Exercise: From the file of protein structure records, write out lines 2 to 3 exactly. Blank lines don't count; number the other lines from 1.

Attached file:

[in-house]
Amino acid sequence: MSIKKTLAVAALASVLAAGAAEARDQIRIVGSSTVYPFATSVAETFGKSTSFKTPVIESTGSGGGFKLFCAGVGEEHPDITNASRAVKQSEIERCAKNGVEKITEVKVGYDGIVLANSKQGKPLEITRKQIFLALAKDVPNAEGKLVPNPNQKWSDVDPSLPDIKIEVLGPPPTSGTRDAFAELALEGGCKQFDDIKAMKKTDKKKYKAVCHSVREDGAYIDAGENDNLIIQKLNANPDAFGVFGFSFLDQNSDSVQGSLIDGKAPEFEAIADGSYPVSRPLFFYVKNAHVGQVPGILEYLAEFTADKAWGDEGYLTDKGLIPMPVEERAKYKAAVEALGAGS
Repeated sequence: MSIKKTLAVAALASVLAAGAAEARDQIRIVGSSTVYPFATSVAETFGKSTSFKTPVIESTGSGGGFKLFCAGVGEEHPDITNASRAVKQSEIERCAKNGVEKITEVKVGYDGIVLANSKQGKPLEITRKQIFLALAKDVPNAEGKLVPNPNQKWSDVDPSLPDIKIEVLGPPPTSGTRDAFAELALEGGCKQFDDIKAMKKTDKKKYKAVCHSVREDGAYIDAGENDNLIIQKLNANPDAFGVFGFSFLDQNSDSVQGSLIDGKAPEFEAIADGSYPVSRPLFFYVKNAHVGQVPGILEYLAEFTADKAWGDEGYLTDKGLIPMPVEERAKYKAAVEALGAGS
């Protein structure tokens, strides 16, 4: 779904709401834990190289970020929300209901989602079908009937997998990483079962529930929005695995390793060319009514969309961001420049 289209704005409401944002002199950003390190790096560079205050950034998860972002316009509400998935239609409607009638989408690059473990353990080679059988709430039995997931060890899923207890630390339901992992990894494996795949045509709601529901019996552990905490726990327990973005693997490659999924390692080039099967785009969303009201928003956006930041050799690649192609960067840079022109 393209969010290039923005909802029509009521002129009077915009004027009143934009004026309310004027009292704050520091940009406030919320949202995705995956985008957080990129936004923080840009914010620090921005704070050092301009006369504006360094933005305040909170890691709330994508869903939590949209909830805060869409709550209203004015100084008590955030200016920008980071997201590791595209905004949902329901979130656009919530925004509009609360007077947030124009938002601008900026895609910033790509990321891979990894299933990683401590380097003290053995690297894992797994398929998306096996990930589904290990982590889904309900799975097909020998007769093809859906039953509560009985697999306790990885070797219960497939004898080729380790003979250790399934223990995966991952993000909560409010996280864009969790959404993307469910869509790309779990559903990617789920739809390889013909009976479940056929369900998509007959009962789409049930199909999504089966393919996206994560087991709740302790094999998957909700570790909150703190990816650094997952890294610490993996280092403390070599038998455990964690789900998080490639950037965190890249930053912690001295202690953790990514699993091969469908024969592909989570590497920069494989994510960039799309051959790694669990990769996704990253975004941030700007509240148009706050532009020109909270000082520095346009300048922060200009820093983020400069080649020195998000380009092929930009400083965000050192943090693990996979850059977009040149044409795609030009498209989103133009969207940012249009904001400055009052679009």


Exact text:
Amino acid sequence: MSIKKTLAVAALASVLAAGAAEARDQIRIVGSSTVYPFATSVAETFGKSTSFKTPVIESTGSGGGFKLFCAGVGEEHPDITNASRAVKQSEIERCAKNGVEKITEVKVGYDGIVLANSKQGKPLEITRKQIFLALAKDVPNAEGKLVPNPNQKWSDVDPSLPDIKIEVLGPPPTSGTRDAFAELALEGGCKQFDDIKAMKKTDKKKYKAVCHSVREDGAYIDAGENDNLIIQKLNANPDAFGVFGFSFLDQNSDSVQGSLIDGKAPEFEAIADGSYPVSRPLFFYVKNAHVGQVPGILEYLAEFTADKAWGDEGYLTDKGLIPMPVEERAKYKAAVEALGAGS
Repeated sequence: MSIKKTLAVAALASVLAAGAAEARDQIRIVGSSTVYPFATSVAETFGKSTSFKTPVIESTGSGGGFKLFCAGVGEEHPDITNASRAVKQSEIERCAKNGVEKITEVKVGYDGIVLANSKQGKPLEITRKQIFLALAKDVPNAEGKLVPNPNQKWSDVDPSLPDIKIEVLGPPPTSGTRDAFAELALEGGCKQFDDIKAMKKTDKKKYKAVCHSVREDGAYIDAGENDNLIIQKLNANPDAFGVFGFSFLDQNSDSVQGSLIDGKAPEFEAIADGSYPVSRPLFFYVKNAHVGQVPGILEYLAEFTADKAWGDEGYLTDKGLIPMPVEERAKYKAAVEALGAGS